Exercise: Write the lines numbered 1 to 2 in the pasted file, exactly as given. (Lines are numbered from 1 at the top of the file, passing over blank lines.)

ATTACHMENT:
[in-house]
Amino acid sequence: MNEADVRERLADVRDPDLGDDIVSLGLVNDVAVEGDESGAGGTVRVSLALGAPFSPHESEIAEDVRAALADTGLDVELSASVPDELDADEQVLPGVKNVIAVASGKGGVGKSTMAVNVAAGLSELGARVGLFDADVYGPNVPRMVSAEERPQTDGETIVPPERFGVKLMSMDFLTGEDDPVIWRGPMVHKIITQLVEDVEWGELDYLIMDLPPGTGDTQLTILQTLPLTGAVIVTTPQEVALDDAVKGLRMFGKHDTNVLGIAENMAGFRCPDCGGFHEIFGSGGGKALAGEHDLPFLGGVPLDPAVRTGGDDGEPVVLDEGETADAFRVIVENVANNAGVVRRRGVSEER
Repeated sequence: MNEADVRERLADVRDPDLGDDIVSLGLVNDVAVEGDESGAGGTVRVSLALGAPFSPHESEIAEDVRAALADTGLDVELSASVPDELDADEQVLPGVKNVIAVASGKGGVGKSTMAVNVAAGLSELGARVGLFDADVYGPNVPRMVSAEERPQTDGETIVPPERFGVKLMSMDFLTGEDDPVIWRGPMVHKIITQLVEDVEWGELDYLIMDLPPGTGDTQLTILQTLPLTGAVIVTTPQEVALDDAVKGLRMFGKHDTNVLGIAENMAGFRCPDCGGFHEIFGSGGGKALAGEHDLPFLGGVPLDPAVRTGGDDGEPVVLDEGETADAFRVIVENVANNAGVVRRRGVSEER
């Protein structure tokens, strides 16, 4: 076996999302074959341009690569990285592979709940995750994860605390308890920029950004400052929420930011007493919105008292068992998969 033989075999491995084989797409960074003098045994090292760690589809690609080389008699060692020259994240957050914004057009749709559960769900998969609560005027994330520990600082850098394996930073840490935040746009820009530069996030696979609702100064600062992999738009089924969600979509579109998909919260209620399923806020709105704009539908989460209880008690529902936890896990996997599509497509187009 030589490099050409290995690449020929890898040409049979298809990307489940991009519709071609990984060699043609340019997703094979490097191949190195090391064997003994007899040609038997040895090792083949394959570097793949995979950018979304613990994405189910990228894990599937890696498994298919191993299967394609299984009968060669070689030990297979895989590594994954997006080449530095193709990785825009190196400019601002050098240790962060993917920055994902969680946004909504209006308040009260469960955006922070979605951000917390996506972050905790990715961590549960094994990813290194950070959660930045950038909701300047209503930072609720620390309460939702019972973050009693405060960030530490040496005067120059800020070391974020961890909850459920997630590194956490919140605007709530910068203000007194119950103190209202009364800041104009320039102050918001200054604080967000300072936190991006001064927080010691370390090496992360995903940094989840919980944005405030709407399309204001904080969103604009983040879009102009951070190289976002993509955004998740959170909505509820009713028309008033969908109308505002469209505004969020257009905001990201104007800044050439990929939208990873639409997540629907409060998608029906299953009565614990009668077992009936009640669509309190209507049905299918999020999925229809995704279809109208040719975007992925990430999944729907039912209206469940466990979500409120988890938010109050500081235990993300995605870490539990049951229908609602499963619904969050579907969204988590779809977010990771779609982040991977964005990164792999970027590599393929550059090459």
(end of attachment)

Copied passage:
[in-house]
Amino acid sequence: MNEADVRERLADVRDPDLGDDIVSLGLVNDVAVEGDESGAGGTVRVSLALGAPFSPHESEIAEDVRAALADTGLDVELSASVPDELDADEQVLPGVKNVIAVASGKGGVGKSTMAVNVAAGLSELGARVGLFDADVYGPNVPRMVSAEERPQTDGETIVPPERFGVKLMSMDFLTGEDDPVIWRGPMVHKIITQLVEDVEWGELDYLIMDLPPGTGDTQLTILQTLPLTGAVIVTTPQEVALDDAVKGLRMFGKHDTNVLGIAENMAGFRCPDCGGFHEIFGSGGGKALAGEHDLPFLGGVPLDPAVRTGGDDGEPVVLDEGETADAFRVIVENVANNAGVVRRRGVSEER